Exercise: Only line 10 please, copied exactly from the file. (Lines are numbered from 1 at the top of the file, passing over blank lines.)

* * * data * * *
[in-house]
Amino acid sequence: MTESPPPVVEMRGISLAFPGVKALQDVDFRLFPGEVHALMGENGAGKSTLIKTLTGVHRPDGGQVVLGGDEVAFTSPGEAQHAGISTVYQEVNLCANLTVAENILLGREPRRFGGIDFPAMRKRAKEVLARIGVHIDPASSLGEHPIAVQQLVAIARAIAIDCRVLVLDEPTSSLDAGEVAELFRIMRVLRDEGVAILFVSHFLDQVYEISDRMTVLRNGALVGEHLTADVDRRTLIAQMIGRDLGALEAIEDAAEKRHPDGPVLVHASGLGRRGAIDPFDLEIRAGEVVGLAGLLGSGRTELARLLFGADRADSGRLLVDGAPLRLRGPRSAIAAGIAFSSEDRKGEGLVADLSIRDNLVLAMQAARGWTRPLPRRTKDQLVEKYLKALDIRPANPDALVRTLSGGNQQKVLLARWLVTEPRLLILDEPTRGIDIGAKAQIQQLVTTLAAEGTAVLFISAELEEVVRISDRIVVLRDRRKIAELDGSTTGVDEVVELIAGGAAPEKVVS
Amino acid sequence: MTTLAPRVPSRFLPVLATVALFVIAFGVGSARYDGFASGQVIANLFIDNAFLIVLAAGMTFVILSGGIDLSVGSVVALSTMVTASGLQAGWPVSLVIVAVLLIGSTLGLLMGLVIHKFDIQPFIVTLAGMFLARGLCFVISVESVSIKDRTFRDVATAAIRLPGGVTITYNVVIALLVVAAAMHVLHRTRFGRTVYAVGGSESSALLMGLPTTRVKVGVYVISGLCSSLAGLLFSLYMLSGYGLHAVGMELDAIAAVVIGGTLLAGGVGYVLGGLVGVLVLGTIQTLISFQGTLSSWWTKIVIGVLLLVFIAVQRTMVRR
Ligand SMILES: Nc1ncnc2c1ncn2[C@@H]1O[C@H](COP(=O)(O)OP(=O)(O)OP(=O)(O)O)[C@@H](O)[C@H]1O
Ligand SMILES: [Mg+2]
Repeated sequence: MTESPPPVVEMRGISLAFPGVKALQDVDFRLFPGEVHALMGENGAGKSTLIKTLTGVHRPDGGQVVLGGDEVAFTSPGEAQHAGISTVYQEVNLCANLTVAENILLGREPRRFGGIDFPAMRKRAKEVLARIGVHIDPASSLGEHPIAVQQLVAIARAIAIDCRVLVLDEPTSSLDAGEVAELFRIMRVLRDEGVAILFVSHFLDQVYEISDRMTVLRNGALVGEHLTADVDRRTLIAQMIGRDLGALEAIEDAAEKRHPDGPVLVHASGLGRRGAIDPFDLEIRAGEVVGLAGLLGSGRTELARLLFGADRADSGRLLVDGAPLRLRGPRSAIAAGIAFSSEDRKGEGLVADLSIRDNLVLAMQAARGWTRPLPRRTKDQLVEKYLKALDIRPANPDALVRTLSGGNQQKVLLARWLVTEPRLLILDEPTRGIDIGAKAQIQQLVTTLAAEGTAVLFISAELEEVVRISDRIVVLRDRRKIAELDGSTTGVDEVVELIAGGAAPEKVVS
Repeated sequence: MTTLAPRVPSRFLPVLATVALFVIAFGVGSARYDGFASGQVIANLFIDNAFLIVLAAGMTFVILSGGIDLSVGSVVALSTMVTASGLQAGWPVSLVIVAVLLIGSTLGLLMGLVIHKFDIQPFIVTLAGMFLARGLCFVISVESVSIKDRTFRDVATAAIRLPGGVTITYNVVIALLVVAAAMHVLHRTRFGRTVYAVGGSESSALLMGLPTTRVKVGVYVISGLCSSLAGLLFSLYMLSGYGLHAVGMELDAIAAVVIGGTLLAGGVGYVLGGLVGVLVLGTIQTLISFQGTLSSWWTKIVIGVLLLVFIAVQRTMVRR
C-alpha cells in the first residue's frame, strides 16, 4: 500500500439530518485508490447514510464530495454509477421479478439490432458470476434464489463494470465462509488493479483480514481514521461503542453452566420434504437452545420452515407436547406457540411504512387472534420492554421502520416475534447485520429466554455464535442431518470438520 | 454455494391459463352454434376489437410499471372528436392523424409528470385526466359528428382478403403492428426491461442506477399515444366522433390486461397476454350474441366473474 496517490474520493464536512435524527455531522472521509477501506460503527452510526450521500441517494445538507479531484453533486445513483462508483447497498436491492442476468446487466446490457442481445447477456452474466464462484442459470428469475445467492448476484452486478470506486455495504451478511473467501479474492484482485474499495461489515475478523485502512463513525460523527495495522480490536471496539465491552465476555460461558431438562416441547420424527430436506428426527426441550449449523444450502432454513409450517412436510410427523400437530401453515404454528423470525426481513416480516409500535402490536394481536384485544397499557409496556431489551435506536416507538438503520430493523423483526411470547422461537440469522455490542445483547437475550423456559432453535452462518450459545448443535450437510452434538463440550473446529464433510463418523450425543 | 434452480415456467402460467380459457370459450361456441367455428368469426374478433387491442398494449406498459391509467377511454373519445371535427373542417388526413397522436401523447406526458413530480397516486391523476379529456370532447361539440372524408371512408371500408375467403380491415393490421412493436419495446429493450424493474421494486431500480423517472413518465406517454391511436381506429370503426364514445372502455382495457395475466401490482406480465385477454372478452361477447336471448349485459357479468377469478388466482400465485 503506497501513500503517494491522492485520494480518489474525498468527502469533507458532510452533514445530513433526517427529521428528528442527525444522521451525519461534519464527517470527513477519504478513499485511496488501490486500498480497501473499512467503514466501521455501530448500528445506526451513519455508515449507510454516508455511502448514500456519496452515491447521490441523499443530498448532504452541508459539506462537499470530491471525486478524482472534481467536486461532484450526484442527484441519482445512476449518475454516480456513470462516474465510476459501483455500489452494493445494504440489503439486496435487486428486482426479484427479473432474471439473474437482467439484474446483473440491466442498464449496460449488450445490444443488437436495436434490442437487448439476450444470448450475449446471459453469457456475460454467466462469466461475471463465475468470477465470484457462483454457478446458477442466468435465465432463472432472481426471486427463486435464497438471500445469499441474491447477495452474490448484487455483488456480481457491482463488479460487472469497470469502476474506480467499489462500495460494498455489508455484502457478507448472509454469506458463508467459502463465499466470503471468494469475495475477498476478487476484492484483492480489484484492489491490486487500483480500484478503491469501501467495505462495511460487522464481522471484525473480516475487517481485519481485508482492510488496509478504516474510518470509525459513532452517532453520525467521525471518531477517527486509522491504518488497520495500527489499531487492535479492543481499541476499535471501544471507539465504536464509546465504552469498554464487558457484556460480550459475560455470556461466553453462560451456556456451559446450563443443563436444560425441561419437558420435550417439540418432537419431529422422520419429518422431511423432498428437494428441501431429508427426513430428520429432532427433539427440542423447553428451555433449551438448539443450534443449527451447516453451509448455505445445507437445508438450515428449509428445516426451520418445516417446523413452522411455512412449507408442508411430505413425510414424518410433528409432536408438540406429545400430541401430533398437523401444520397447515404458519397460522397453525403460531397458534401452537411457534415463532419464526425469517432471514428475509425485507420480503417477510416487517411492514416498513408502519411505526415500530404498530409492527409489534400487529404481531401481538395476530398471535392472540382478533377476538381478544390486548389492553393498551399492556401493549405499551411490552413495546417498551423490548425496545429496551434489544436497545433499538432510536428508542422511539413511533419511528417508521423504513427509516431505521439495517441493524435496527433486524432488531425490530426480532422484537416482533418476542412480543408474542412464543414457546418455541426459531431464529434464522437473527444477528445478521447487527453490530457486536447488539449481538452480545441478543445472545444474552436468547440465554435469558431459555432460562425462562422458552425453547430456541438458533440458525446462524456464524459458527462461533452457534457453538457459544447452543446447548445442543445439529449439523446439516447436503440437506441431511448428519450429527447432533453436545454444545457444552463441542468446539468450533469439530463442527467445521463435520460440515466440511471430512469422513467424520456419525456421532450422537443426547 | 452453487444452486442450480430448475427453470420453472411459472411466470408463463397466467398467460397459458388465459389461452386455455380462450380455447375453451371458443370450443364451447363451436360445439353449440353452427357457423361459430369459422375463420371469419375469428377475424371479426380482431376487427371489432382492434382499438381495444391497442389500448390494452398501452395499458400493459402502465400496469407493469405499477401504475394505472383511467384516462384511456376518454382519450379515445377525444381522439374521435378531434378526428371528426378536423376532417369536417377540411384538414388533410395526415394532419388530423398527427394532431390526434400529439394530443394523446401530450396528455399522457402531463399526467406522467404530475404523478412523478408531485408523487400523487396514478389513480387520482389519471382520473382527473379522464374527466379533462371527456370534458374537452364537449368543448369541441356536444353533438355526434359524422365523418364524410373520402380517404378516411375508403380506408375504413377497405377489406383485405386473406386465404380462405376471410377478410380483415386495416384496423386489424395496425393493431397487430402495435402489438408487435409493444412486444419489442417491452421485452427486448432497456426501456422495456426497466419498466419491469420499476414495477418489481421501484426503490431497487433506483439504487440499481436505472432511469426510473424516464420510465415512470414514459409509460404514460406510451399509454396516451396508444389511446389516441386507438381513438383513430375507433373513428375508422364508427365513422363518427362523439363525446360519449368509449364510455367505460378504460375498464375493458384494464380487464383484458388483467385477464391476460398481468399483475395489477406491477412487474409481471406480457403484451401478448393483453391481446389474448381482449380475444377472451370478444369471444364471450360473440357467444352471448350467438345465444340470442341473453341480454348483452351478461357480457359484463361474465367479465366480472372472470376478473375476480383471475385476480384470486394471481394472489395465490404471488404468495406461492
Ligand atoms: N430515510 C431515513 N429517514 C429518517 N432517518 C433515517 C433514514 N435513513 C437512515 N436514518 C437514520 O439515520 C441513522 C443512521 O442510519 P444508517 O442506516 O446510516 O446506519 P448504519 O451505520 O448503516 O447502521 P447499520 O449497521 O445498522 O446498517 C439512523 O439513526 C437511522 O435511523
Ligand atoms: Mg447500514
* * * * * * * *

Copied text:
Ligand atoms: Mg447500514